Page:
Isaac Newton watched an apple fall from a tree – a chance event – and asked why the apple fell straight down rather than sideways or even upwards. Image Credit: Stock photo/Pixabay

Serendipity is a happy accident. Scientific research is a precise, controlled analysis of various kinds of information. These two concepts may seem on polar ends of the spectrum, but when serendipity and science came together in history, some of the greatest discoveries took place.

Click start to play today’s Spell It and find out how ‘chancing’ has helped scientists reveal new possibilities.

According to the 2004 reference book, Scientific and Technological Thinking, some psychologists estimate that between 30 to 50 per cent of all scientific discoveries are accidental in some sense. Here are a few discoveries that clearly were serendipitous:

1. Penicillin

Perhaps the most famous accidental discovery occurred in 1928, when Scottish physician Alexander Fleming was investigating a group of Petri dishes on his cluttered workbench. His dishes contained bacteria called staphylococcus aureus, but Fleming noticed that one of his dishes had become contaminated by a mould, and that there was a clear area around the mould growth – definitely unexpected. Instead of cleaning out the dish or ignoring the contamination, Fleming decided to ask ‘why’. He further studied the dish and discovered the mould was making an antibiotic that killed the bacteria around it. Fleming named the antibiotic penicillin, and went on to save thousands of lives with his infection-fighting discovery.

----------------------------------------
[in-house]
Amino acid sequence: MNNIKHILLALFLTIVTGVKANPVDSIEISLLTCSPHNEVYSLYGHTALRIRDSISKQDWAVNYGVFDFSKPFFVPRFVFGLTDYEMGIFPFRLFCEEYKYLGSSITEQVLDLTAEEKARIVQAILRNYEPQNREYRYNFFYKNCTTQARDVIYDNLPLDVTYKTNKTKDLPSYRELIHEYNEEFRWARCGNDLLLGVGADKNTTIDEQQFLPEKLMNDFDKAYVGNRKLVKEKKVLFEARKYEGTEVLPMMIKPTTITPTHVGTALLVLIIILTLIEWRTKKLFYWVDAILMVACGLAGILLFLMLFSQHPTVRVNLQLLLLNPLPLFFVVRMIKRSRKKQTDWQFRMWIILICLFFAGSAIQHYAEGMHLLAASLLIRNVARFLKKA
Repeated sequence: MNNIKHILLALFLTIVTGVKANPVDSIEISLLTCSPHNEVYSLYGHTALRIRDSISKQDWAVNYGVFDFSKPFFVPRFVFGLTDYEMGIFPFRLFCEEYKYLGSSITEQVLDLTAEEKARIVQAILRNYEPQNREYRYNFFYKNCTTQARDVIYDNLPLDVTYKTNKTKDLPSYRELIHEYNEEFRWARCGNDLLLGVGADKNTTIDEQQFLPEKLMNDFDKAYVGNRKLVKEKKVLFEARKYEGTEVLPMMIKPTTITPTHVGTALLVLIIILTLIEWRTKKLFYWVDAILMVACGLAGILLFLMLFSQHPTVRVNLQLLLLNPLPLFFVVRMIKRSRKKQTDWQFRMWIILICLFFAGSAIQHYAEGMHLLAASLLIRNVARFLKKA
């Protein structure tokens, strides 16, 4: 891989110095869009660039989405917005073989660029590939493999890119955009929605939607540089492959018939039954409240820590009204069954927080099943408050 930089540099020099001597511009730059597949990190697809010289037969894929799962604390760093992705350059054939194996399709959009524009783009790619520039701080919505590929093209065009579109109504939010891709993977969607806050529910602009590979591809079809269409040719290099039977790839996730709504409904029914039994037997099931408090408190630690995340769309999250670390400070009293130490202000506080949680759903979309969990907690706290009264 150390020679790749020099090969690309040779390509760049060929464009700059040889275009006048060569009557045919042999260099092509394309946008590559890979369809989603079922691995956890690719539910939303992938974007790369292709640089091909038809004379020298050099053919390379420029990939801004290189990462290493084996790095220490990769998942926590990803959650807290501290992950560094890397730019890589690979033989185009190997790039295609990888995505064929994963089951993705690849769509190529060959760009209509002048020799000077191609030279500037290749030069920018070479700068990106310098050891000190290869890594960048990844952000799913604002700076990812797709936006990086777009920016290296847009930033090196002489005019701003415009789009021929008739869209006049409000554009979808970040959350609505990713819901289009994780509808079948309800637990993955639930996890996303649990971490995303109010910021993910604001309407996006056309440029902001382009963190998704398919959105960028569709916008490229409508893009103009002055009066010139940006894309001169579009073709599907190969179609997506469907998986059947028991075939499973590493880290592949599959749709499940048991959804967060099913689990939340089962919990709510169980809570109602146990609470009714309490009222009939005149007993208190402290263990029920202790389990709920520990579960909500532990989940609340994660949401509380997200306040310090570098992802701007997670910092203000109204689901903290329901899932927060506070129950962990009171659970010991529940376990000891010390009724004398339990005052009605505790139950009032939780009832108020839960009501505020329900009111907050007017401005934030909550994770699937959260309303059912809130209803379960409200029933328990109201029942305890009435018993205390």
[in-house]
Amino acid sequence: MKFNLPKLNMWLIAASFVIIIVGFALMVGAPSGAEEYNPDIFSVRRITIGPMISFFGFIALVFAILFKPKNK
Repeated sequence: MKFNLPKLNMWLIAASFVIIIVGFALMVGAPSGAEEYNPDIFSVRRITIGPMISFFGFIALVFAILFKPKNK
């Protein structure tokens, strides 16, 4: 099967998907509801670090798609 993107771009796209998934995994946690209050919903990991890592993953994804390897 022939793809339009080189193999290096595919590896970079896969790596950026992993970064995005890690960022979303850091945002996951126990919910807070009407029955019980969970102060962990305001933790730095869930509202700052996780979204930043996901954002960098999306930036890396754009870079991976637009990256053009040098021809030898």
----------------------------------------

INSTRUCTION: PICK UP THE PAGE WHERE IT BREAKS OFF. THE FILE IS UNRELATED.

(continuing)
2. Gravity

Another famous example revolves around Isaac Newton’s formulation of gravitational theory in 1665. He watched an apple fall from a tree – a chance event – and asked why the apple fell straight down rather than sideways or even upwards. Newton’s theory found that the force that makes the apple fall, or that keeps our feet on the ground, is the same force that drives the moon in its orbit around Earth, or the planets around the sun. Newton took another 20 years to publish his detailed theory of gravity, but he apparently later revisited the apple tree that sparked the revolutionary idea.

3. Blasting gelatin

Swedish chemist Alfred Nobel is famous for his discovery of dynamite. But he also invented blasting gelatin – a substance as powerful as dynamite but much safer to handle – partly thanks to luck. One day, Nobel cut his finger on a piece of glass at work. To stop the bleeding and protect his finger, he applied collodion – a flexible, syrupy solution of nitrocellulose that works as a liquid bandage. At night, Nobel couldn’t sleep because his finger kept throbbing in pain. While absently looking at it, he thought about the problem he was having at work – he was trying to create a powerful explosive using nitrocellulose and nitroglycerine, but the two would not combine. Nobel then realised that collodion would be the perfect bridge between the two substances, and he was right!

What do you think of these serendipitous discoveries? Play today’s Spell It and tell us at